Three weeks ago, we spilled some pixels in this space discussing (or, perhaps more accurately, lamenting) Alex Ovechkin's even-strength shot selection. Since then, Ovechkin has scored 14 goals in 11 games, with half of them coming at even-strength.
So what's working in the resurgence of The Great Eight? Greg Wyshynski touched on some of it earlier today (including the impact of Adam Oates reuniting his top duo of Ovechkin and Nicklas Backstrom), but insofar as even-strength production goes, it all circles back to something we'd written earlier in the season:
[W]hile there are some instances there where Ovechkin vs. The World worked (and no doubt more where it worked and resulted in an assist or just a high-quality chance), that's just not how he scores any more... if it ever really was. And yet, we've seen - literally for years - Ovechkin's over-reliance on carrying the puck himself rather than taking full advantage of his teammates (Internet hilarity aside). ...
Ovechkin needs to spend less time with the puck and more time doing things without it - moving to soft spots in zones, driving to the net for rebounds, and so on.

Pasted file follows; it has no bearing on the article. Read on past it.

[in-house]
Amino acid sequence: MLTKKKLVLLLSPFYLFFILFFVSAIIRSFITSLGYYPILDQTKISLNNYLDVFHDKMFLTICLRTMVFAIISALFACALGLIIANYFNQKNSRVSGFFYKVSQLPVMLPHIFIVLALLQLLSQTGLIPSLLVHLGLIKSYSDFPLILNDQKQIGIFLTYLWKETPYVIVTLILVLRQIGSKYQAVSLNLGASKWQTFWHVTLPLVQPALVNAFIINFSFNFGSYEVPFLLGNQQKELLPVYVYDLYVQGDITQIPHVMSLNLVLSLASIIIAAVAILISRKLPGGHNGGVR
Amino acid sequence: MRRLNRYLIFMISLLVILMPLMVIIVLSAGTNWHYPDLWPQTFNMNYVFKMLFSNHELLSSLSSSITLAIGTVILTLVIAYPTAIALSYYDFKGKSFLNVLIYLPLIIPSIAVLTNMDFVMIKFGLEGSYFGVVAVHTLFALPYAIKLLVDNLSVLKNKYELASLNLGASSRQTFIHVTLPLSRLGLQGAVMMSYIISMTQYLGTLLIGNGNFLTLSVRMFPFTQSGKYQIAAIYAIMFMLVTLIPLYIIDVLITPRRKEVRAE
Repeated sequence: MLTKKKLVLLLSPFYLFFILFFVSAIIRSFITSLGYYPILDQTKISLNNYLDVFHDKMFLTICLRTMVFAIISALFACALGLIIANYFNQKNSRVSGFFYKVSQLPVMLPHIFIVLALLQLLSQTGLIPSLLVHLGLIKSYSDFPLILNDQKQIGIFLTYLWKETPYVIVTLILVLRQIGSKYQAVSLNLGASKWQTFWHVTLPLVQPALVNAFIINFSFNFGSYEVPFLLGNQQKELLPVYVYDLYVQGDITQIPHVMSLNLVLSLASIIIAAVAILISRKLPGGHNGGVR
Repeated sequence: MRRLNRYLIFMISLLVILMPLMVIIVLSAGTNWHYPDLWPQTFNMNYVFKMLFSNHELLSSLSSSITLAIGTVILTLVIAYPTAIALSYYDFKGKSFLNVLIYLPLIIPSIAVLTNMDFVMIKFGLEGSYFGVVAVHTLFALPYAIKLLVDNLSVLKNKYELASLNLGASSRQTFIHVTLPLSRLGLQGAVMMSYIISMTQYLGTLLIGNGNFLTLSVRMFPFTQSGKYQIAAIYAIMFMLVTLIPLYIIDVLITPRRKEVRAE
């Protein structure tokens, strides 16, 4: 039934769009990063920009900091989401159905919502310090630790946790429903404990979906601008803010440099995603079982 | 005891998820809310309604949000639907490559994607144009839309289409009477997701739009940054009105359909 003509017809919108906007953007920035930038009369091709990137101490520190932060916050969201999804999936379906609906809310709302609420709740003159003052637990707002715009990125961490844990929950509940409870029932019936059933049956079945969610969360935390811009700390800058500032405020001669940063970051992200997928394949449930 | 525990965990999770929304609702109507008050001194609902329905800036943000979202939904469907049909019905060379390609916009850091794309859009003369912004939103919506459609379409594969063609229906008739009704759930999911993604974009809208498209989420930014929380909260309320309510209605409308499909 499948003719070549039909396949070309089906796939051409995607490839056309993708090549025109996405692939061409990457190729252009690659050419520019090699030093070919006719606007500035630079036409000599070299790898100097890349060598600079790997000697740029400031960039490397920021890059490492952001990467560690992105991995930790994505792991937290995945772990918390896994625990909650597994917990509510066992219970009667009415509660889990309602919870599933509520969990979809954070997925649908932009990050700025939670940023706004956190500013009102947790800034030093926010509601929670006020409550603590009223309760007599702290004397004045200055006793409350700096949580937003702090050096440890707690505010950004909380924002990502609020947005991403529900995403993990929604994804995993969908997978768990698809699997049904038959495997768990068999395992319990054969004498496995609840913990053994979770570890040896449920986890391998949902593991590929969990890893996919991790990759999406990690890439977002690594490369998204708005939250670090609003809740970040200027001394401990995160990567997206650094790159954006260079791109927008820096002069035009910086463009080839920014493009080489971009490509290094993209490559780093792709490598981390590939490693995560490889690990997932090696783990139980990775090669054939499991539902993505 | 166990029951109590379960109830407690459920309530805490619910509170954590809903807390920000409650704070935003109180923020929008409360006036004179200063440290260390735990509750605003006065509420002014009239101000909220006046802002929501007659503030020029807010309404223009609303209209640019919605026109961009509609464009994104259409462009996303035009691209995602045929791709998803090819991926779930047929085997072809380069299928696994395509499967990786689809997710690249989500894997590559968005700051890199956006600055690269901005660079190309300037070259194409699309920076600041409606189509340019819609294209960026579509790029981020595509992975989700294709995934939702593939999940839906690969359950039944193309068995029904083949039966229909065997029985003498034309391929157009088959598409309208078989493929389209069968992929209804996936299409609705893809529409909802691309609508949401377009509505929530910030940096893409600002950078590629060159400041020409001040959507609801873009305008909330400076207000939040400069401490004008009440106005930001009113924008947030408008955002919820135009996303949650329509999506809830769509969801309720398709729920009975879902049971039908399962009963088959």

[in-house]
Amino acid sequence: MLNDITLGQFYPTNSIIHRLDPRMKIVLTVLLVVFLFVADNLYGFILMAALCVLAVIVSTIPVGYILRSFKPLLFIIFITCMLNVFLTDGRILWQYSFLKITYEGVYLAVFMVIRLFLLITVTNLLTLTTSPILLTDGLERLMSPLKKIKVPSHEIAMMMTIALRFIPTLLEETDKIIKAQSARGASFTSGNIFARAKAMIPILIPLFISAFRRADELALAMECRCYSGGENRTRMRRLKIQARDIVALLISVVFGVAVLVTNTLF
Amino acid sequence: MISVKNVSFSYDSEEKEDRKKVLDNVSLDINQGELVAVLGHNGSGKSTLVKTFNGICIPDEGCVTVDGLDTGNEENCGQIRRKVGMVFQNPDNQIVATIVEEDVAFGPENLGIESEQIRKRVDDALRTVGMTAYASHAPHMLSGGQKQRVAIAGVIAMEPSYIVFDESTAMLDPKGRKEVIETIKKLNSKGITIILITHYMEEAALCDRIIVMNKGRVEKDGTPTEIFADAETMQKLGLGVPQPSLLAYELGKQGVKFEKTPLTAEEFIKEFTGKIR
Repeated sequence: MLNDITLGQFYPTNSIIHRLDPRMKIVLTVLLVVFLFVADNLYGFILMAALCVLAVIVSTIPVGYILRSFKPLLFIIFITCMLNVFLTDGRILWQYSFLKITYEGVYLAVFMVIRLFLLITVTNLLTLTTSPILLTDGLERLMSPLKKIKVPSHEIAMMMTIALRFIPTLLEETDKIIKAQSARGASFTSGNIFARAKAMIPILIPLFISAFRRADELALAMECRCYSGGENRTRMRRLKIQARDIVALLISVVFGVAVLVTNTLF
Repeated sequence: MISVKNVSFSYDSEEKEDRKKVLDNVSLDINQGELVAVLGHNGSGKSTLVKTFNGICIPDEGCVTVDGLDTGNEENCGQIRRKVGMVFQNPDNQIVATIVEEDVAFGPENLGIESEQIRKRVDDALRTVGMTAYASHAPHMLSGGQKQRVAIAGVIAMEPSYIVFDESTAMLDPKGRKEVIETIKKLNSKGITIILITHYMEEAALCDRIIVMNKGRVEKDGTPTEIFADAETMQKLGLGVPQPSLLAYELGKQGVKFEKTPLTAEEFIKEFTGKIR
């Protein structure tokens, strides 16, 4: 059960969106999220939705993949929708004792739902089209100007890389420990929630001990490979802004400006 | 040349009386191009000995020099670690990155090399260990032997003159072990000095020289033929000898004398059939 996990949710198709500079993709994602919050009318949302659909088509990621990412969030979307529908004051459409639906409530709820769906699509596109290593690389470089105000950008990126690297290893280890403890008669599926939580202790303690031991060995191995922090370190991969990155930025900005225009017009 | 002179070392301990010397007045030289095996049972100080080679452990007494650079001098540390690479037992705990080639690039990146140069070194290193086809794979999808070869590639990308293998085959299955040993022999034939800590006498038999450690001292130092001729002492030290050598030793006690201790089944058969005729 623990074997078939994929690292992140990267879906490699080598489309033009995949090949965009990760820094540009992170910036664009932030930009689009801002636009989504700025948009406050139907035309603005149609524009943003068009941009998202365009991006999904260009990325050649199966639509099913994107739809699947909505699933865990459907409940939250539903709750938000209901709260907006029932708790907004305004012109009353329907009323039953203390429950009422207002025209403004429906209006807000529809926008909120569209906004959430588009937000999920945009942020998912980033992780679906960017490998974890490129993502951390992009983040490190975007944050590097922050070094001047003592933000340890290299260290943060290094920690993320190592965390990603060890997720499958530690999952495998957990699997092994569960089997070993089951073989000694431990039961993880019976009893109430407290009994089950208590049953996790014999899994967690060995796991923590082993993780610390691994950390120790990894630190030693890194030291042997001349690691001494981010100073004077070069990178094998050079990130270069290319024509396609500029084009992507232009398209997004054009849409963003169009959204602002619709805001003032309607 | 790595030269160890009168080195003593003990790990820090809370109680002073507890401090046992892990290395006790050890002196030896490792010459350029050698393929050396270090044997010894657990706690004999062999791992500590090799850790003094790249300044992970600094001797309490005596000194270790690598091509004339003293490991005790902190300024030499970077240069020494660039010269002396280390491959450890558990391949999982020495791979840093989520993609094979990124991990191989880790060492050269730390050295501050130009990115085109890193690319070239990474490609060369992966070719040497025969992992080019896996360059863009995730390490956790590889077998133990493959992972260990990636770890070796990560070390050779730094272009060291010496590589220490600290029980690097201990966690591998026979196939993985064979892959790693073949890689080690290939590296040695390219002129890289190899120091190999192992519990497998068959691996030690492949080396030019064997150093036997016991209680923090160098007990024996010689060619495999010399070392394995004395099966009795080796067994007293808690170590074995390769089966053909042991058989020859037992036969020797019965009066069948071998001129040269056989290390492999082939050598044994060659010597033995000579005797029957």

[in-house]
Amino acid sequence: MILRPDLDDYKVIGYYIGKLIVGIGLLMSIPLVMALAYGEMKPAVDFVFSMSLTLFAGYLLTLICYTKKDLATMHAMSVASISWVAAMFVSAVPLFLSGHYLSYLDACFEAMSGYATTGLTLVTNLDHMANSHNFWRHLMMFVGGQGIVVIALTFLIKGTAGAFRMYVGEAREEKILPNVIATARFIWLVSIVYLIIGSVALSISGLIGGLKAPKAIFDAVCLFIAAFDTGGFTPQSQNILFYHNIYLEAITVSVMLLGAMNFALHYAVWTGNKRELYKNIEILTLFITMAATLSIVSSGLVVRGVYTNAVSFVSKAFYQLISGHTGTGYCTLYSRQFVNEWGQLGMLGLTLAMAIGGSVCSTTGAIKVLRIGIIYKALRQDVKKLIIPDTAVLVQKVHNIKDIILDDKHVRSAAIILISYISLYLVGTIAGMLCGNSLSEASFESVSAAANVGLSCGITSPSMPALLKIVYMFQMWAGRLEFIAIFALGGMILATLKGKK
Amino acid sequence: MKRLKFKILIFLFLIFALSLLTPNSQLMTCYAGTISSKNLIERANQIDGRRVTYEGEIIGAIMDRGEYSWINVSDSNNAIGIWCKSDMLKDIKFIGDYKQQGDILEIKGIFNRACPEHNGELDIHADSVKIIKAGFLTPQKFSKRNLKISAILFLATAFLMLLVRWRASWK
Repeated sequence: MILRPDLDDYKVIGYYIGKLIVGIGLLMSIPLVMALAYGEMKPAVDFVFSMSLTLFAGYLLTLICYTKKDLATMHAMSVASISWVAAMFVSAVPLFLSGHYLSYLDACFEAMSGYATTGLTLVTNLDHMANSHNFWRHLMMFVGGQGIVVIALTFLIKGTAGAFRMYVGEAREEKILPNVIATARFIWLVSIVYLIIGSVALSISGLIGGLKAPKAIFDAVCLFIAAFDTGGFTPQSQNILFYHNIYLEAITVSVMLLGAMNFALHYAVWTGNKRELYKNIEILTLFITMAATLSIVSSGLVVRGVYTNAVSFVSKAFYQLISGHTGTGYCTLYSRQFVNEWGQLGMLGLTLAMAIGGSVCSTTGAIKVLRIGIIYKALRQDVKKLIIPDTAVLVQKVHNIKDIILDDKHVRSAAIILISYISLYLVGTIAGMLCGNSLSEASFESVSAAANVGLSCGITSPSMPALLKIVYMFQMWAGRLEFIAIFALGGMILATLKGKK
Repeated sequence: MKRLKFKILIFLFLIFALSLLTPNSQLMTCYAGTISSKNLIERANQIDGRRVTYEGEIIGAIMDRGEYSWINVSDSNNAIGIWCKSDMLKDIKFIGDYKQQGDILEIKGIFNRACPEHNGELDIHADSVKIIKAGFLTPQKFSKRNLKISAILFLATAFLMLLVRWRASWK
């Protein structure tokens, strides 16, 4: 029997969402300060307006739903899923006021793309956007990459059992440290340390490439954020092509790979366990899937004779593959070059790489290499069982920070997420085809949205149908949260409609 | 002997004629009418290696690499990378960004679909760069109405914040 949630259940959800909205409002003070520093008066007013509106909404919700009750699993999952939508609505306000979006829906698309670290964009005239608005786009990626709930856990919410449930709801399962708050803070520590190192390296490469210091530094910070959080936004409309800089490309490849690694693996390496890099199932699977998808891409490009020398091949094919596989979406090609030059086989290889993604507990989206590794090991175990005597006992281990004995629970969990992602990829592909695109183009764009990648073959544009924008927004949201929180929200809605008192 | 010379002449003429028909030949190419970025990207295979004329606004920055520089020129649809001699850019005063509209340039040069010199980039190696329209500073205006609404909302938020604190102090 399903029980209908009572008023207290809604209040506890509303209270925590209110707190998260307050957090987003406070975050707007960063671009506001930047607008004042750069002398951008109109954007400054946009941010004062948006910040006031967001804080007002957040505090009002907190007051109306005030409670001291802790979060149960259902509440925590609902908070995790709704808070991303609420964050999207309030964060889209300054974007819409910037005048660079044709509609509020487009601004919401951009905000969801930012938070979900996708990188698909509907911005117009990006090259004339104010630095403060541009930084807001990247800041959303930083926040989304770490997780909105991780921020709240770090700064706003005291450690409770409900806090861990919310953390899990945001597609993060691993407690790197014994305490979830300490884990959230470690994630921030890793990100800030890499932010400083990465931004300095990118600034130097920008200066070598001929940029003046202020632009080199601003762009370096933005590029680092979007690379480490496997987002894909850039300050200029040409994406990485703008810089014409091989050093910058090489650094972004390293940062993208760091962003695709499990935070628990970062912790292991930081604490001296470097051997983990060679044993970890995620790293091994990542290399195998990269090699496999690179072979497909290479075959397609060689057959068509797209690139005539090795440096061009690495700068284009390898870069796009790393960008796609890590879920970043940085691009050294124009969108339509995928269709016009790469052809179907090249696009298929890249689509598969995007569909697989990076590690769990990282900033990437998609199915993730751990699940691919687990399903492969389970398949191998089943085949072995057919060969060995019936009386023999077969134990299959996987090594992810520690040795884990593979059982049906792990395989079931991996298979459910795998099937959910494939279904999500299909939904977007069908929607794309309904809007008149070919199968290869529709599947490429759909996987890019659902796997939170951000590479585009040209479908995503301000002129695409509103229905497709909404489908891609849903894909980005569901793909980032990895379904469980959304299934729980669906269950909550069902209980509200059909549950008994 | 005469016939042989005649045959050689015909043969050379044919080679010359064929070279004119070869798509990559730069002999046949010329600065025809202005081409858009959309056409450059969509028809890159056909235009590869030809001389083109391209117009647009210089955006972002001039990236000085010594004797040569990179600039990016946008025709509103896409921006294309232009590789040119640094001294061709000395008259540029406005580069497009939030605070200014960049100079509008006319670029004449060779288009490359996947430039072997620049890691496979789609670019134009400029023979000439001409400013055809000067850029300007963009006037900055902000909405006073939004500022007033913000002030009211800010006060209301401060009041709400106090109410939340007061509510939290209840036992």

To wit, let's take a look at Ovechkin's ten even-strength goals (Sunday night's empty netter is excluded because, well, ask Al Iafrate.) Below is a map with each of those goals plotted numerically in chronological order with the encircled number representing the location at which the puck last touched Ovechkin's stick and the squares representing where Ovechkin gained control of the puck immediately prior, as applicable (which is the difference between the blue and the red - the latter involved some puck-carrying, the former were one-timers and re-directs):
Immediately two things jump out: 1) only twice has Ovechkin carried the puck into the zone and scored (without first losing or giving up the puck), and 2) of Ovechkin's goals from "scoring chance" areas, five of seven came with the puck touching on his stick for only a brief instant (and, really, #8 and #9 here could have probably been characterized as blue). [For quick reference, here are links to goals 1, 2, 3, 4, 5, 6, 7, 8, 9 and 10.]
Now, it's possible that this ratio of "non-carry vs. carry" goals is different than the split in overall scoring chances, but this is our story and we're sticking to it - Ovechkin is having more success now that he's letting others lug the mail and he's going to dangerous spots that he couldn't get to with the puck. Goals #1 and #4 above came off Backstrom face-off wins, one area in which the Swedish pivot provides far more opportunity for the Russian sniper than Mike Ribeiro had. Goals #6 and #10 came on deflections - "in a style he never scored before." And so on.
As we wrote before, if anyone can turn Alex Ovechkin into Brett Hull, it's Adam Oates, and it might just be happening. Oates told Slava Malamud ten days ago, "You can not even imagine what Ovechkin will be capable of next year." Does anyone doubt him?